Descent Into Tyranny?

Suppose, dear reader, that, while residing legally in the United States, you choose  not to purchase a daily newspaper.  Perhaps your choice is determined by a concern that all newspapers varnish the truth, perhaps by budgetary constraints.  Suppose that you choose not to outlay your monies on an annual vacation, perhaps because you believe that ‘your nest is always best’, perhaps because of budgetary constraints.  Suppose  that a bigot is elected to the presidency and ‘persuades’ Congress to require you to purchase a newspaper, or  to fine you for not so doing ; to require you to take an annual vacation, or to fine you for not so doing.  Would you not be alarmed, dear reader, by such an invasion of your liberty to engage or not to engage in specific market activities? Would you not view such an intervention as an act of tyranny much more serious than the eighteenth century interventions by King George III merely to tax certain kinds of consumption while yet leaving  his colonists  free to purchase or not to purchase the affected items? 

If the very idea of such an invasion of your liberty enrages you, as it should enrage any man who values his liberty, then think very carefully about the health care legislation that Congress  is now poised to enact and that President Obama is panting to sign into law:

“President Obama’s health-care bill is now moving toward final passage.  The policy issues may be coming to an end, but the legal issues are certain to continue because the provisions of this dangerous legislation are unconstitutional….It is one thing…for Congress to regulate economic activity in which individuals choose to engage; it is another to require that individuals engage in such activity.  That is not a difference in degree, but instead a difference in kind.  It is a line that Congress has never crossed and the courts have never sanctioned.  In fact, the Supreme Court in United States v. Lopez (1995) rejected a version of the commerce power so expansive that it would leave virtually no activities by individuals that Congress could not regulate.  By requiring Americans to use their own money to purchase a particular good or service, Congress would be doing exactly what the court said that it could not do.”   Orrin G. Hatch, Kenneth Blackwell and Kenneth A. Klukowski, ‘Why the Health-Care Bills are Unconstitutional’, Wall Street Journal,  January 2, 2010.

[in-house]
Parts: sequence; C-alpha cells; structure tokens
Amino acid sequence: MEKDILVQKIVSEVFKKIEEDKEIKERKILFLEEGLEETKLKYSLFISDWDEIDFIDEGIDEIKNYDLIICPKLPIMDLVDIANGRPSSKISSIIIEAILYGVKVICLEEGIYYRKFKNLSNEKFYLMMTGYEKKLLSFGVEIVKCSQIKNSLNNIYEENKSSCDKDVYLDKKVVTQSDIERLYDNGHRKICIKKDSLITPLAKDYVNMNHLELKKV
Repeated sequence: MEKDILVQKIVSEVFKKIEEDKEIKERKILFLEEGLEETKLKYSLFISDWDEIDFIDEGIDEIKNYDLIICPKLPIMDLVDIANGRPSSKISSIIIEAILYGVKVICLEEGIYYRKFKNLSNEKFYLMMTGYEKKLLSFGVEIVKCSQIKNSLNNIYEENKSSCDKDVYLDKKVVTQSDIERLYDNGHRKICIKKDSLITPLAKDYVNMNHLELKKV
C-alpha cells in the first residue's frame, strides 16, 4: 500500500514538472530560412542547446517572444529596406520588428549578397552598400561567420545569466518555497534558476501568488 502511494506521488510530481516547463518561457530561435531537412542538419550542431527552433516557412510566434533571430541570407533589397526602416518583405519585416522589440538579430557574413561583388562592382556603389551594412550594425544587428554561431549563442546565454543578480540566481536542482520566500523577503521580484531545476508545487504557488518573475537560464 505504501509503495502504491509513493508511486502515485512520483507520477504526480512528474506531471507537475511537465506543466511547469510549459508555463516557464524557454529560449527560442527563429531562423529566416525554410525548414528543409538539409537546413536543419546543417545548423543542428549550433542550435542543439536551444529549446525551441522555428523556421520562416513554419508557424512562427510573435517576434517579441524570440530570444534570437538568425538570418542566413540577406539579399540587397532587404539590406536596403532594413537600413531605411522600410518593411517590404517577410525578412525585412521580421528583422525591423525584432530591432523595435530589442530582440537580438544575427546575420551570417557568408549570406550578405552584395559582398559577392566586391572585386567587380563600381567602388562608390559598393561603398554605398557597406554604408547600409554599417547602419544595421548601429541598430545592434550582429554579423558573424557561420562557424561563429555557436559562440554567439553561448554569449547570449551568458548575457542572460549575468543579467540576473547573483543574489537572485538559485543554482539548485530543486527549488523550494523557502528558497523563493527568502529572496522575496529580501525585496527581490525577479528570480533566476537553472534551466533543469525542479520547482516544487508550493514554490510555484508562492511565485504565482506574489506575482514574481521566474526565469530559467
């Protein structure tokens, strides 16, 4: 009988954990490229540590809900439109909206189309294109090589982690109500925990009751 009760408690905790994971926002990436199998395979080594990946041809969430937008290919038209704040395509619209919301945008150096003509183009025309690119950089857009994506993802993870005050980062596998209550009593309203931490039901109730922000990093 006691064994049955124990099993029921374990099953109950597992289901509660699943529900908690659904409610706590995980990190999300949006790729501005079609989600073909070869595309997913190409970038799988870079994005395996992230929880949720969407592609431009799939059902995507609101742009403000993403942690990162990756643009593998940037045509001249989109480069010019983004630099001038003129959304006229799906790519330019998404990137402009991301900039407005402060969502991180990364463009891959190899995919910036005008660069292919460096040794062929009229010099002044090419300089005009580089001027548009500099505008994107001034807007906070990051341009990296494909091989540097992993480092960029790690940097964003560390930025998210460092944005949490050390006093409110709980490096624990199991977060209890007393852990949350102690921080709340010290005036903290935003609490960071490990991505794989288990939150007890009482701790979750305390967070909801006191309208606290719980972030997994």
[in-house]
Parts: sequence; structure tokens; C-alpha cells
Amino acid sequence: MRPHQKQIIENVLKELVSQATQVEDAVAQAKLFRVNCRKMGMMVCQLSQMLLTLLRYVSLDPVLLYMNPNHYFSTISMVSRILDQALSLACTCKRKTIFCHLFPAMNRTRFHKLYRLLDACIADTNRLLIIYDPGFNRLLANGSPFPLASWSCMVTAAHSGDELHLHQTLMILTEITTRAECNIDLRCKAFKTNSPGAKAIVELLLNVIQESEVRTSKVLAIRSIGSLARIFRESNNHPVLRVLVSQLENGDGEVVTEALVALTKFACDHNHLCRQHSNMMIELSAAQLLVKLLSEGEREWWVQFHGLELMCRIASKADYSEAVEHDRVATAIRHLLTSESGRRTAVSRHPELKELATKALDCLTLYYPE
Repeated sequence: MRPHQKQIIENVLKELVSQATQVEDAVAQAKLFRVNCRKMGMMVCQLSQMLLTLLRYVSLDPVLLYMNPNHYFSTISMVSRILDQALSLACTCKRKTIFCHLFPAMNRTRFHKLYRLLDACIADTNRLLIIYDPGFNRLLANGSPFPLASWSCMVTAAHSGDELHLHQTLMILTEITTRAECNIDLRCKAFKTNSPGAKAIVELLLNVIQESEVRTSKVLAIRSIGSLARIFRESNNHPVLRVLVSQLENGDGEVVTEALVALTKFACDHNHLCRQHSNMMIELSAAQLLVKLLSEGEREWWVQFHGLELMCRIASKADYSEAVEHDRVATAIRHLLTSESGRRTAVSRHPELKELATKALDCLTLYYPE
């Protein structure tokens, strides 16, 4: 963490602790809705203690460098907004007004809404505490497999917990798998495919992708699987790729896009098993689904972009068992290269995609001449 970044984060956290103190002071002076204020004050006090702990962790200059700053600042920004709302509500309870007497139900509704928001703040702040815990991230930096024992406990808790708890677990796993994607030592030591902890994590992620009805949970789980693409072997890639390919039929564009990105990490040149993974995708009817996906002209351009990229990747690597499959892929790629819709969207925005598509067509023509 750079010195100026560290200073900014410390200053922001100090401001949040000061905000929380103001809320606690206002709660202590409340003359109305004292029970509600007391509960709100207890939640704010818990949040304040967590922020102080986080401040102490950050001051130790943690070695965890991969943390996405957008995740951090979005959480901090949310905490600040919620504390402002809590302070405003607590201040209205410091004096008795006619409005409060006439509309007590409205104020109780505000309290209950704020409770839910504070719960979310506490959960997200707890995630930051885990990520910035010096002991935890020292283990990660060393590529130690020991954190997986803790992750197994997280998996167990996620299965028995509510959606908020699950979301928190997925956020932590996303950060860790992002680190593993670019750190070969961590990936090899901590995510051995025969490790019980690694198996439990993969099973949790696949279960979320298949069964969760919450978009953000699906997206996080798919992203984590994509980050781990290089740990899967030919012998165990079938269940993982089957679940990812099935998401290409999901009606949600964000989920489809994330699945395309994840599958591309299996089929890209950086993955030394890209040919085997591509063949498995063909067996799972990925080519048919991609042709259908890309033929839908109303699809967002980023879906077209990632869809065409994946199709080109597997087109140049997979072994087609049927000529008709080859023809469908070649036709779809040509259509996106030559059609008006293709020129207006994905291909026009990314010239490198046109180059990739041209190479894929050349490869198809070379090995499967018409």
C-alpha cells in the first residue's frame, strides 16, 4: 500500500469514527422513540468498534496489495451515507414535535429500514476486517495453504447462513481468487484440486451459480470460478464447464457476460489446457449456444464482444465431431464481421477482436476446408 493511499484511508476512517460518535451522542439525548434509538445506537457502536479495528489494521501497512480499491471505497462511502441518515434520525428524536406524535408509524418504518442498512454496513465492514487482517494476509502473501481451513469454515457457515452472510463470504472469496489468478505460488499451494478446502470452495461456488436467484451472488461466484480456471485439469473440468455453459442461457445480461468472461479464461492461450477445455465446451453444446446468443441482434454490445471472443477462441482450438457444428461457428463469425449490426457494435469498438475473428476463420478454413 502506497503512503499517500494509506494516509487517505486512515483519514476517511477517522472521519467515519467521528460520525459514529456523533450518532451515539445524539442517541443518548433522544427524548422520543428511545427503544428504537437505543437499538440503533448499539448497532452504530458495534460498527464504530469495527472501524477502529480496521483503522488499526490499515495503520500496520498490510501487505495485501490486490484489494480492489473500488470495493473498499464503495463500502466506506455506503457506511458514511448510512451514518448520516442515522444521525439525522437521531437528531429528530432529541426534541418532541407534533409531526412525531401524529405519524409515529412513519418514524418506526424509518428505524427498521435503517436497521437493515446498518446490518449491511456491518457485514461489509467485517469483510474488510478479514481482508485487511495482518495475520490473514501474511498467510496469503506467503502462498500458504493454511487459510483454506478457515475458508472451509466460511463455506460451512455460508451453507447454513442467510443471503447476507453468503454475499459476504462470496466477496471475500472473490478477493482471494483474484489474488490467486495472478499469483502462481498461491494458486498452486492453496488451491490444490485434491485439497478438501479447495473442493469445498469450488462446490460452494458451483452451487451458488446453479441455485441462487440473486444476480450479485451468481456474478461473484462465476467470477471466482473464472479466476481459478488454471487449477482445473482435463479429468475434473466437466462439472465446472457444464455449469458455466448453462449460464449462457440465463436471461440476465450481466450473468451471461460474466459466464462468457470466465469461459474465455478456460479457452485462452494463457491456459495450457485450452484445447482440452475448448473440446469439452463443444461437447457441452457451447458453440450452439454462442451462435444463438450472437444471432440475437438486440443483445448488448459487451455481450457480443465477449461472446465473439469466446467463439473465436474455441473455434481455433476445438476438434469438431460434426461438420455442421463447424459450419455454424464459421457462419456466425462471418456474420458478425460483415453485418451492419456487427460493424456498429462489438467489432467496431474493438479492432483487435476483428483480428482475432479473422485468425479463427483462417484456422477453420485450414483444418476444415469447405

The authors are surely too kind to Congress and the President.  This intervention is not just unconstitutional. It is a greater act of tyranny than King George III ever envisaged.  And he lost his beloved colonies for much lesser transgressions.

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23 Responses to “Descent Into Tyranny?”

  1. Jonathan Dursi Says:

    Are you also leading the rebellion against the tyrannous villiany that is forcing drivers – with their own money! – to buy mandatory liability insurance? Not only regulating the purchase of of a product by law-abiding Americans – a product that the vast majority will never need – but if you don’t buy it, you lose your license – a direct attack on freedom of movement! The next stage is surely requiring a `paper check’ at every street corner!

    To the pitchforks!

  2. Vanity Says:

    Jonathan – I presume the response here would be that you are not required to buy car insurance *unless* you drive.

    With health care, you would be required to buy insurance regardless.

    As far as the broader point: the problem w/ King George was taxation *without representation* not taxation in general.

    If the majority of people support this bill, then what’s your problem with it, Charles? Do you have a problem w/ the tyranny of democracy?